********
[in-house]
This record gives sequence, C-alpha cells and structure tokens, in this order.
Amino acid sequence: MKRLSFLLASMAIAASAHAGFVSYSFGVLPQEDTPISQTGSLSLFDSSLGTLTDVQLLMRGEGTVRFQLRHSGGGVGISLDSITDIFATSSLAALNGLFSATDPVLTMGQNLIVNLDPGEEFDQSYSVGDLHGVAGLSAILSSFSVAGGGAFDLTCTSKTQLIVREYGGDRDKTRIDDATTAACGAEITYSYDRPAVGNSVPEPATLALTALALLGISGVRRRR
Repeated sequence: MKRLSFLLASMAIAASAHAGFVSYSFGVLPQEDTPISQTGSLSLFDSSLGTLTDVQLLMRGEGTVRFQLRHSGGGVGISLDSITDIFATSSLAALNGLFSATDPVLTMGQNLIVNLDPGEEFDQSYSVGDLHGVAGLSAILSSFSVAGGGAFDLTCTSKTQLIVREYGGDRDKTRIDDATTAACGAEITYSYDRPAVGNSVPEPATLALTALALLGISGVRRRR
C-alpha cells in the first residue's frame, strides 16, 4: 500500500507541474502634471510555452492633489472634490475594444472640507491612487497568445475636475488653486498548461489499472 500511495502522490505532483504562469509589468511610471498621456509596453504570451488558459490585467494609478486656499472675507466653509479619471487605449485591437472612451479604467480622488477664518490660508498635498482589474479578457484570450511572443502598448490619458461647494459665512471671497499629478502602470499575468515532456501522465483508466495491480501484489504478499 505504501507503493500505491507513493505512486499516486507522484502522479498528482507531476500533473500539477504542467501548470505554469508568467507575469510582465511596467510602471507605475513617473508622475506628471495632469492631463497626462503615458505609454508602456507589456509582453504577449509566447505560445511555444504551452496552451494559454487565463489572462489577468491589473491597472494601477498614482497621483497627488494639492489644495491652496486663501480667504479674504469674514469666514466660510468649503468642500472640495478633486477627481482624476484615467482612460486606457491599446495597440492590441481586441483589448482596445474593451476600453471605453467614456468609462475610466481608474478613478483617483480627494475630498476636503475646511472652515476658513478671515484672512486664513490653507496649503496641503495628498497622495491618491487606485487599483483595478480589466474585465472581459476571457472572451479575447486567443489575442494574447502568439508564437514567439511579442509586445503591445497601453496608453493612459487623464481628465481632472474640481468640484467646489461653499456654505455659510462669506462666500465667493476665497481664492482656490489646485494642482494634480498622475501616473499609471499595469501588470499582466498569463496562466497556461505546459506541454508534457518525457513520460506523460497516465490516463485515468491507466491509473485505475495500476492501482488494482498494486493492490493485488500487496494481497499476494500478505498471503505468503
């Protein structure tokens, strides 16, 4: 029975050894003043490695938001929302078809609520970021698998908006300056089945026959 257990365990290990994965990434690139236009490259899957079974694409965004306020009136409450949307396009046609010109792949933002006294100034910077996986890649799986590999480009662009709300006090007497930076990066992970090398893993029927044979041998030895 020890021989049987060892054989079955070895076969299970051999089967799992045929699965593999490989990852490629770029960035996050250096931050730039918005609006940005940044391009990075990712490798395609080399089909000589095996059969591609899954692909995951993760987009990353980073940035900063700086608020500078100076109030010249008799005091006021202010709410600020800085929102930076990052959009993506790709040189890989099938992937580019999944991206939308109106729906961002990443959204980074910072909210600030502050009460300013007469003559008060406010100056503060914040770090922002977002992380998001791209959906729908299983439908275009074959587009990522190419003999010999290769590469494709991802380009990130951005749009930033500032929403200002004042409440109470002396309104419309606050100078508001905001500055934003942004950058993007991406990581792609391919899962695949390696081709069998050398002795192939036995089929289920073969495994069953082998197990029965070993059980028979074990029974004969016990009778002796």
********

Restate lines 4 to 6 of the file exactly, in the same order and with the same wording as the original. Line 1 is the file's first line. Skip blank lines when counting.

Repeated sequence: MKRLSFLLASMAIAASAHAGFVSYSFGVLPQEDTPISQTGSLSLFDSSLGTLTDVQLLMRGEGTVRFQLRHSGGGVGISLDSITDIFATSSLAALNGLFSATDPVLTMGQNLIVNLDPGEEFDQSYSVGDLHGVAGLSAILSSFSVAGGGAFDLTCTSKTQLIVREYGGDRDKTRIDDATTAACGAEITYSYDRPAVGNSVPEPATLALTALALLGISGVRRRR
C-alpha cells in the first residue's frame, strides 16, 4: 500500500507541474502634471510555452492633489472634490475594444472640507491612487497568445475636475488653486498548461489499472 500511495502522490505532483504562469509589468511610471498621456509596453504570451488558459490585467494609478486656499472675507466653509479619471487605449485591437472612451479604467480622488477664518490660508498635498482589474479578457484570450511572443502598448490619458461647494459665512471671497499629478502602470499575468515532456501522465483508466495491480501484489504478499 505504501507503493500505491507513493505512486499516486507522484502522479498528482507531476500533473500539477504542467501548470505554469508568467507575469510582465511596467510602471507605475513617473508622475506628471495632469492631463497626462503615458505609454508602456507589456509582453504577449509566447505560445511555444504551452496552451494559454487565463489572462489577468491589473491597472494601477498614482497621483497627488494639492489644495491652496486663501480667504479674504469674514469666514466660510468649503468642500472640495478633486477627481482624476484615467482612460486606457491599446495597440492590441481586441483589448482596445474593451476600453471605453467614456468609462475610466481608474478613478483617483480627494475630498476636503475646511472652515476658513478671515484672512486664513490653507496649503496641503495628498497622495491618491487606485487599483483595478480589466474585465472581459476571457472572451479575447486567443489575442494574447502568439508564437514567439511579442509586445503591445497601453496608453493612459487623464481628465481632472474640481468640484467646489461653499456654505455659510462669506462666500465667493476665497481664492482656490489646485494642482494634480498622475501616473499609471499595469501588470499582466498569463496562466497556461505546459506541454508534457518525457513520460506523460497516465490516463485515468491507466491509473485505475495500476492501482488494482498494486493492490493485488500487496494481497499476494500478505498471503505468503
């Protein structure tokens, strides 16, 4: 029975050894003043490695938001929302078809609520970021698998908006300056089945026959 257990365990290990994965990434690139236009490259899957079974694409965004306020009136409450949307396009046609010109792949933002006294100034910077996986890649799986590999480009662009709300006090007497930076990066992970090398893993029927044979041998030895 020890021989049987060892054989079955070895076969299970051999089967799992045929699965593999490989990852490629770029960035996050250096931050730039918005609006940005940044391009990075990712490798395609080399089909000589095996059969591609899954692909995951993760987009990353980073940035900063700086608020500078100076109030010249008799005091006021202010709410600020800085929102930076990052959009993506790709040189890989099938992937580019999944991206939308109106729906961002990443959204980074910072909210600030502050009460300013007469003559008060406010100056503060914040770090922002977002992380998001791209959906729908299983439908275009074959587009990522190419003999010999290769590469494709991802380009990130951005749009930033500032929403200002004042409440109470002396309104419309606050100078508001905001500055934003942004950058993007991406990581792609391919899962695949390696081709069998050398002795192939036995089929289920073969495994069953082998197990029965070993059980028979074990029974004969016990009778002796």